LSU’s College of Art & Design is pleased to announce that the Robert Reich School of Landscape Architecture students Donguk Lee and Xiwei Shen (BLA ‘17) won the 2017 student honor award from the American Society of Landscape Architects (ASLA) for their Disaster Autopsy Model. Cathy Marshall, associate professor at the LSU Robert Reich School of Landscape Architecture, was faculty advisor for the project.
The project, spurred by the catastrophic flooding of Louisiana in August 2016, researches why Baton Rouge’s urban and suburban spaces have a distinctive look and feel, largely because of the intertwining systems of infrastructure, land development, and the “laissez faire” culture as those flood waters receded.
“As landscape designers, our missions are not only to design beautiful gardens and parks, but also to help cities refine a model to protect from disasters,” Shen said.
Lee and Shen’s research investigated impacts and the disaster economy of large infrastructural systems. The proposal aims to connect existing lakes and levees with a weir system and reuse of vacant urban lots for filtration branded the blue network, as well as a green belt flood zone that houses a flood reservoir and an emergency beacon system retrofitted into towers to alert the public of future emergencies.
“Water is the heart of Louisiana. Water is why Baton Rouge was founded,” the Disaster Autopsy Model project statement says. “Water that moves, water that sits, water that rises, water that cleanses, and water that destroys. Canal water, ditch water, muddy water, spring water, crawfish water, dark water. The history of south Louisiana is a history of man learning to live with water and learning to shape water to our own means.”
On the Gulf Coast, impacts of climate change are most frequently evidenced in flooding caused by hurricanes and sea level rise. However, flooding associated with cloudburst phenomena (sudden, intense rainfall with relatively short notice and duration) is not as well documented and understood.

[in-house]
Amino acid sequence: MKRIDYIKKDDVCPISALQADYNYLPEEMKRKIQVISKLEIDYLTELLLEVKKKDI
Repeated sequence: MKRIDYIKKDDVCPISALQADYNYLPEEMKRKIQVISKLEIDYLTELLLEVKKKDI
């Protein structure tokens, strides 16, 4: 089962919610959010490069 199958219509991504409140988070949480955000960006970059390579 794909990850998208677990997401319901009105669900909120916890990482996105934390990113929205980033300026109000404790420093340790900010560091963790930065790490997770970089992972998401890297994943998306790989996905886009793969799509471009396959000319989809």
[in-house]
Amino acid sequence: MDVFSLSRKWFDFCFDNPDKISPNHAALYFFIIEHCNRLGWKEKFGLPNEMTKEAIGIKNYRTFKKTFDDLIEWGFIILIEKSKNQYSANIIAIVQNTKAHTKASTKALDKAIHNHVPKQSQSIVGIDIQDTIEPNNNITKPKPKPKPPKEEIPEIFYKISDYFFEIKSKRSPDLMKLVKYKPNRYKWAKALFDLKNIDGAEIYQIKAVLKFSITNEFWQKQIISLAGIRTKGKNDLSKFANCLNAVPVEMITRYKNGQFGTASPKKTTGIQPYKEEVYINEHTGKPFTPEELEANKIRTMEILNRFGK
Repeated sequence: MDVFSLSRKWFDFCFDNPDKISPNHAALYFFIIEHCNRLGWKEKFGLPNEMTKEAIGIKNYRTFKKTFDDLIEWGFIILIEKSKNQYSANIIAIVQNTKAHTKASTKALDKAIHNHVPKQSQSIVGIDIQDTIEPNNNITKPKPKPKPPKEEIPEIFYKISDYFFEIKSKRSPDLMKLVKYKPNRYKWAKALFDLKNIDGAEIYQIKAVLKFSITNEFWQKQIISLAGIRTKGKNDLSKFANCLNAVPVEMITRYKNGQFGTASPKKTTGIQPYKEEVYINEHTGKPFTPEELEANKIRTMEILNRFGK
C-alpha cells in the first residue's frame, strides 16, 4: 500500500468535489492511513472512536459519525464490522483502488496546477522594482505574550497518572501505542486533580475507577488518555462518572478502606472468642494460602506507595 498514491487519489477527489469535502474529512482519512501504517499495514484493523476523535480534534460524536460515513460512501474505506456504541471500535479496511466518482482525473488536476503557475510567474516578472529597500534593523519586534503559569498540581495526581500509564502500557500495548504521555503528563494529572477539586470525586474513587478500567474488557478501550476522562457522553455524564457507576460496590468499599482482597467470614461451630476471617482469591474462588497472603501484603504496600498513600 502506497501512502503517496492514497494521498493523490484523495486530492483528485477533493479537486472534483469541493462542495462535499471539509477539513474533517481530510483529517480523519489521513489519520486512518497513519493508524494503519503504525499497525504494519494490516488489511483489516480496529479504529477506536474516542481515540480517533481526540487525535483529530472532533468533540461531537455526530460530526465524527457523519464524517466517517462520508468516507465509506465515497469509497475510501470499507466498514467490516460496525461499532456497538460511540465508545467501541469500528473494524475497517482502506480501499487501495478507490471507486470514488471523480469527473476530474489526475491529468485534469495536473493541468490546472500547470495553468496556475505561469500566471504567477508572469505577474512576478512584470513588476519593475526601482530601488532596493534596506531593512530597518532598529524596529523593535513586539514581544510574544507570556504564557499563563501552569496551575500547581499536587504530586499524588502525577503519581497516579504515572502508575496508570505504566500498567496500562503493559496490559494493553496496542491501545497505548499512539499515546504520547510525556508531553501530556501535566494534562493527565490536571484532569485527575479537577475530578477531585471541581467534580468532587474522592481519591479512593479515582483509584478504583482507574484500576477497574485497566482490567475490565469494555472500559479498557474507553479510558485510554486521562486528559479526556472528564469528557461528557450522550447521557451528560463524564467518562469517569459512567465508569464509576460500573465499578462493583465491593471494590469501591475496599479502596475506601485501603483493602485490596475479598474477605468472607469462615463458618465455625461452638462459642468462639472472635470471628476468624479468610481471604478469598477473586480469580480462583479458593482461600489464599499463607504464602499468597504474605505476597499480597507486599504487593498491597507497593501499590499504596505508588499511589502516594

To help mitigate the issue of cloudburst flooding, the project focused on using existing lakes and levees with a weir system branded the blue network, as well as a green belt flood zone that houses a flood reservoir. The authors also proposed an emergency beacon system retrofitted into cell phone towers to alert the public of future events and the reuse of vacant urban lots for water recharge.
“The design intention is to educate and promote community stewardship, awareness, and responsibility between personal and government,” Lee and Shen wrote.
Prior to the planning and design phase, Lee and Shen examined the documented disaster areas and analyzed the causes and effects of the storm. During the study process, individuals from the Baton Rouge Area foundation, local planners, and landscape architects provided feedback to discuss flooding and resiliency with the aim to ultimately create solutions.
Founded in 1899, ASLA is the professional association for landscape architects in the United States, representing more than 15,000 members. The Society’s mission is to advance landscape architecture through advocacy, communication, education, and fellowship. ASLA gives professional and student awards annually.